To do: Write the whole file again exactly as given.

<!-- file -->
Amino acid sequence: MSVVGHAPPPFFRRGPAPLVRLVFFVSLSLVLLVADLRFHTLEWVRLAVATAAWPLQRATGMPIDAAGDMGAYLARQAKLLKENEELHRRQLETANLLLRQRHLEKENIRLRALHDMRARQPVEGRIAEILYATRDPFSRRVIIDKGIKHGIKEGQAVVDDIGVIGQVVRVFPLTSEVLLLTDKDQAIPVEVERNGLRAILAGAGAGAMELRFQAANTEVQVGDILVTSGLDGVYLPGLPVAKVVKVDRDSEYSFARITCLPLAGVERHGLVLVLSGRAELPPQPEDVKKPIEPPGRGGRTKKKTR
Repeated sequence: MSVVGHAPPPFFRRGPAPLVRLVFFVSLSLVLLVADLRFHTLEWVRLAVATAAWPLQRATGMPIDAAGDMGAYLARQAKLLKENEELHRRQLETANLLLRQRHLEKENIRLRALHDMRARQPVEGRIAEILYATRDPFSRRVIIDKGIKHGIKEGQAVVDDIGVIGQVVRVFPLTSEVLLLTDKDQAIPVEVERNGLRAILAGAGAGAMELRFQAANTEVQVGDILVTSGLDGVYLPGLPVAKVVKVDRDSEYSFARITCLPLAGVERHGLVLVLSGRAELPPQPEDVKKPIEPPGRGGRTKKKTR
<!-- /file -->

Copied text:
Amino acid sequence: MSVVGHAPPPFFRRGPAPLVRLVFFVSLSLVLLVADLRFHTLEWVRLAVATAAWPLQRATGMPIDAAGDMGAYLARQAKLLKENEELHRRQLETANLLLRQRHLEKENIRLRALHDMRARQPVEGRIAEILYATRDPFSRRVIIDKGIKHGIKEGQAVVDDIGVIGQVVRVFPLTSEVLLLTDKDQAIPVEVERNGLRAILAGAGAGAMELRFQAANTEVQVGDILVTSGLDGVYLPGLPVAKVVKVDRDSEYSFARITCLPLAGVERHGLVLVLSGRAELPPQPEDVKKPIEPPGRGGRTKKKTR
Repeated sequence: MSVVGHAPPPFFRRGPAPLVRLVFFVSLSLVLLVADLRFHTLEWVRLAVATAAWPLQRATGMPIDAAGDMGAYLARQAKLLKENEELHRRQLETANLLLRQRHLEKENIRLRALHDMRARQPVEGRIAEILYATRDPFSRRVIIDKGIKHGIKEGQAVVDDIGVIGQVVRVFPLTSEVLLLTDKDQAIPVEVERNGLRAILAGAGAGAMELRFQAANTEVQVGDILVTSGLDGVYLPGLPVAKVVKVDRDSEYSFARITCLPLAGVERHGLVLVLSGRAELPPQPEDVKKPIEPPGRGGRTKKKTR